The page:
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When Can Adverse Possession Be Used to Claim Property 


Did you know that if a property is neglected or not in use, someone else could potentially take ownership of the property? Under a legal doctrine called “adverse possession”, individuals could obtain the legal title of the property if it has not been used and they pay the property taxes in California.

What Is Adverse Possession?

Adverse possession is a legal doctrine that allows a tenant, neighbor, interested third party, or even a trespasser to obtain the legal title to property owned by someone else. The rationale behind this centuries-old legal concept is that property should be maintained. If the landowner abandoned the property, then the person who is in possession of the land and has maintained it in the owner’s absence should gain ownership of the property. In California, this adverse possession requires payment of taxes over the course of at least five years of possession to be eligible for a legal claim to the property.

When Can Adverse Possession Be Used to Claim Property in California?

In California, the Civil Code lays out certain elements someone must prove to take adverse possession of a property.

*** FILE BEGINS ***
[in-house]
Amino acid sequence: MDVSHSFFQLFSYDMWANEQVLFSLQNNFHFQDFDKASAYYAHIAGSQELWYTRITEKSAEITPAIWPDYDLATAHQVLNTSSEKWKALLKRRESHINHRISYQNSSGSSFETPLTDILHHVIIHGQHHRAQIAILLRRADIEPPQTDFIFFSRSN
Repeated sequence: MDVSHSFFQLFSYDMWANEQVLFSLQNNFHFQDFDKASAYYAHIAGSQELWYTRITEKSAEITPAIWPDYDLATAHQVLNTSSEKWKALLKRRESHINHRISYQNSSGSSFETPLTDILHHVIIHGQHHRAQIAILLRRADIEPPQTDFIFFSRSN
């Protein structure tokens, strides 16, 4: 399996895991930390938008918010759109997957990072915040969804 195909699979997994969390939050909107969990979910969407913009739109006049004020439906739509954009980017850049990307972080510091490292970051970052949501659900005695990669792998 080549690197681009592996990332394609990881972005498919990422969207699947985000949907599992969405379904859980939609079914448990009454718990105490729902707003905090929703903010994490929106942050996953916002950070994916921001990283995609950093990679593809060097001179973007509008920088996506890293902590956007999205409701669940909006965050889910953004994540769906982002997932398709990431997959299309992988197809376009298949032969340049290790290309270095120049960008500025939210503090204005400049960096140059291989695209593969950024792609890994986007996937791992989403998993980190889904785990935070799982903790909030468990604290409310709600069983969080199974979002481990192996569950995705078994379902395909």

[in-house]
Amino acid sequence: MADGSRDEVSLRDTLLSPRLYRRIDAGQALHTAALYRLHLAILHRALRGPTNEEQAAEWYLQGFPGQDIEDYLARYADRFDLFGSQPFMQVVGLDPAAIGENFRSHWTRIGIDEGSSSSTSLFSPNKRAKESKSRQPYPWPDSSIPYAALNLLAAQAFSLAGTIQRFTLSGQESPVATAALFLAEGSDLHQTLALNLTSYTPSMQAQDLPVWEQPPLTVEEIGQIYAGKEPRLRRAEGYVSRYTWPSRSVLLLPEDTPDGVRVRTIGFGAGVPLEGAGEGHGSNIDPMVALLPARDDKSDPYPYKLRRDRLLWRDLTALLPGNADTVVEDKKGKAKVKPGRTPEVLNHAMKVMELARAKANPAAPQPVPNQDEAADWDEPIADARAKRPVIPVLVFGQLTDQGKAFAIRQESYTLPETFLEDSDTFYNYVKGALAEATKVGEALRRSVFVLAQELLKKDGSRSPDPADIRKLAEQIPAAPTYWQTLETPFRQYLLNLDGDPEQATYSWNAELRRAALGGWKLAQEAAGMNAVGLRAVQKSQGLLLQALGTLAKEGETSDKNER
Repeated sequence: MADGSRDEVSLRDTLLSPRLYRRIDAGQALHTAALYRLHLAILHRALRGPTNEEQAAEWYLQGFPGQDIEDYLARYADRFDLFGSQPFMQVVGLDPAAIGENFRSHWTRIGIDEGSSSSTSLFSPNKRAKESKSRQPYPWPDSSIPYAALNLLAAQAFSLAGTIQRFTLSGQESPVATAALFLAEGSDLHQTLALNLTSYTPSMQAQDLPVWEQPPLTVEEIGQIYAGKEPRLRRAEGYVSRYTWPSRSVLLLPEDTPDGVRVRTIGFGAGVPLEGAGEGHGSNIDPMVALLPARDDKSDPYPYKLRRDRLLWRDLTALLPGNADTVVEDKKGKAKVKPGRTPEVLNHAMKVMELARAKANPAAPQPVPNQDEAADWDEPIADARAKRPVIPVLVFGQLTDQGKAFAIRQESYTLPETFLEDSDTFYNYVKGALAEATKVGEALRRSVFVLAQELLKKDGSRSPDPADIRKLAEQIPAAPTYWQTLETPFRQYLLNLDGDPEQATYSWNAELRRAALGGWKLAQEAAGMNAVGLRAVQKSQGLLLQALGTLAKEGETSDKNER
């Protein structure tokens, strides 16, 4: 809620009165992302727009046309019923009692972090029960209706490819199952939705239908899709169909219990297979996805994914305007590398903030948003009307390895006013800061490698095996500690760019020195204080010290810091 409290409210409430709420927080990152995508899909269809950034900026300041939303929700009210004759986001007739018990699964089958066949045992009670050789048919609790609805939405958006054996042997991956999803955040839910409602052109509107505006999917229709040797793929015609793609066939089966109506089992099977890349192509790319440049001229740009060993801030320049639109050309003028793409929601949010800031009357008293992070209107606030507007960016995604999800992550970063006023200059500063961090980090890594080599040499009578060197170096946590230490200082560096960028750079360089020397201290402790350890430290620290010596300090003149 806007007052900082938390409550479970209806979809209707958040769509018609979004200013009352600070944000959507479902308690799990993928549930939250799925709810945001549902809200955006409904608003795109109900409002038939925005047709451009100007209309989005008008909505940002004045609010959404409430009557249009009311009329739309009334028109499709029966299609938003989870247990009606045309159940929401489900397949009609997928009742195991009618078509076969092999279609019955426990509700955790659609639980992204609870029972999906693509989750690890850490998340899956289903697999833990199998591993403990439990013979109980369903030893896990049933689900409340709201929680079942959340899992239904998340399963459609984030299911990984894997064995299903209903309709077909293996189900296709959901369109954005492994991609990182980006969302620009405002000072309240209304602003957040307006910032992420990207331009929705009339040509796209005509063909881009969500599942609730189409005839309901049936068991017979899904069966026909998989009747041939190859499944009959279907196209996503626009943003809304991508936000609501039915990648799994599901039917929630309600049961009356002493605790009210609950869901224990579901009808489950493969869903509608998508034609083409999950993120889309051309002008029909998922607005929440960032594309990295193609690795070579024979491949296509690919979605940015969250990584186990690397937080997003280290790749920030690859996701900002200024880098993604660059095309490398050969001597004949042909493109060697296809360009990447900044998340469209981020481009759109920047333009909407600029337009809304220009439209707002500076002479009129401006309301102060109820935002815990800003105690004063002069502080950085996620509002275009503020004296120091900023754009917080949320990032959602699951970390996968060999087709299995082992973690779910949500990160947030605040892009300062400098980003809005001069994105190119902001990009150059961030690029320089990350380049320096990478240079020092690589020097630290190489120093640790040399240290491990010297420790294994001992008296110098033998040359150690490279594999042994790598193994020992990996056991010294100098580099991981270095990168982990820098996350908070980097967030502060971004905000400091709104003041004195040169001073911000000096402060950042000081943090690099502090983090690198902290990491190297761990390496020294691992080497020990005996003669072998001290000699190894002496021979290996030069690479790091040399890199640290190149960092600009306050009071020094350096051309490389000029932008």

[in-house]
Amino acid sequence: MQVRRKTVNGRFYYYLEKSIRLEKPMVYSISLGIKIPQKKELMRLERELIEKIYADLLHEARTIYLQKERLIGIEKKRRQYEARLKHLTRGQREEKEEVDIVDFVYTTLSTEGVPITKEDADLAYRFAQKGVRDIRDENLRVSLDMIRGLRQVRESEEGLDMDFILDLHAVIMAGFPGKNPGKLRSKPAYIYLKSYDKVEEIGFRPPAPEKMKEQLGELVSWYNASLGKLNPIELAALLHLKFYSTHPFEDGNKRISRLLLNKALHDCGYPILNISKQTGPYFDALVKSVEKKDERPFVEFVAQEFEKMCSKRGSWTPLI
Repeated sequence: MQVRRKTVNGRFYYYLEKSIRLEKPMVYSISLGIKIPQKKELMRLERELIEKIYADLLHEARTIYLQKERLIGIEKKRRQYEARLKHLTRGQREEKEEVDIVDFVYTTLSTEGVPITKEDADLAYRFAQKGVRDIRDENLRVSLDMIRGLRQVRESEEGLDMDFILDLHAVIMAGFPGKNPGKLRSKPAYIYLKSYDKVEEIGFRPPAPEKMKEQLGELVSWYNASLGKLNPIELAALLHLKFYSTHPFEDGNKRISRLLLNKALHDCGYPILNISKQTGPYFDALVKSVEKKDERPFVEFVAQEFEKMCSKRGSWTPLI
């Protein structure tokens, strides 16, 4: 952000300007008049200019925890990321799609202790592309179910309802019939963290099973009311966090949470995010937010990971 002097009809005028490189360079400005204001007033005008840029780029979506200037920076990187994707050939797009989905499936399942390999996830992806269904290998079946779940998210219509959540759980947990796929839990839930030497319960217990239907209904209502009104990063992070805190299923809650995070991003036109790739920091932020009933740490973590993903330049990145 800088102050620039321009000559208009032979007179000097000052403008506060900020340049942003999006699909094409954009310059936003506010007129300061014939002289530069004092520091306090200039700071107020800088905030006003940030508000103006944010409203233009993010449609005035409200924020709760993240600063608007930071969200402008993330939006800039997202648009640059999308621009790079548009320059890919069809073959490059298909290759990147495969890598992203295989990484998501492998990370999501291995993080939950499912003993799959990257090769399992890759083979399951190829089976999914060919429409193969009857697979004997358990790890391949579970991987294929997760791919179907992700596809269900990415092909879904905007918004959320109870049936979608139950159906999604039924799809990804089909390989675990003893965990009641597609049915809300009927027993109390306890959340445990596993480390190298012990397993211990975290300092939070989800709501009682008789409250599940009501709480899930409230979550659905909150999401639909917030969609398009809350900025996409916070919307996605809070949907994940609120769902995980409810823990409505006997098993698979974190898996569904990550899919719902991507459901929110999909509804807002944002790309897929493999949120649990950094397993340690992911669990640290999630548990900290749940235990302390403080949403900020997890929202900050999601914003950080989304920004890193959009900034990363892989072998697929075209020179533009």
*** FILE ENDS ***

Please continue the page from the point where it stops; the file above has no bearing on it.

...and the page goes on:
In California, the trespasser in possession of the property must:

  • Include a claim of right of title that either claims ownership despite the lack of a purchase document or shows an actual title document alleging ownership.
  • Be open and notorious, which uses the property as if you are the owner and that others indeed believe you to be the actual owner.
  • Be hostile, or in other words, is done without the rightful owner’s permission.
  • Have actual control of the property, such as living in the home, and taking care of it through upgrades or other maintenance.
  • Be continuous, which in California must be for a term of five straight years.
  • Prove that they paid the property taxes for the entire five years.

Who Has the Burden of Proof?

In California, the burden of proof falls on the individual who is interested in the property. An adverse possessor must prove the six above elements to a judge to gain ownership of the property. The presumption of ownership is always afforded to the legal owner until proven otherwise.

Can a Quiet Title Action Be Used?

Suppose there is a dispute over ownership or a trespasser has intruded onto property that you own. In that case, you should consider contacting a lawyer and filing an action in California court for a quiet title. This process would have a judge declare you as the rightful owner.

Could I Take an Adverse Possession Action Against a Government Entity?

All property owned by California state and local government is protected from actions seeking adverse possession.

How Wagner Zemming Christensen, LLP Could Help

If you believe someone is unlawfully attempting to take control of your property or if you have been in possession of abandoned property for over five years, you should consult with the skilled California title dispute lawyers at Wagner Zemming Christensen, LLP.

Contact WZC today and let one of our experienced Riverside attorneys speak with you about your situation right away.

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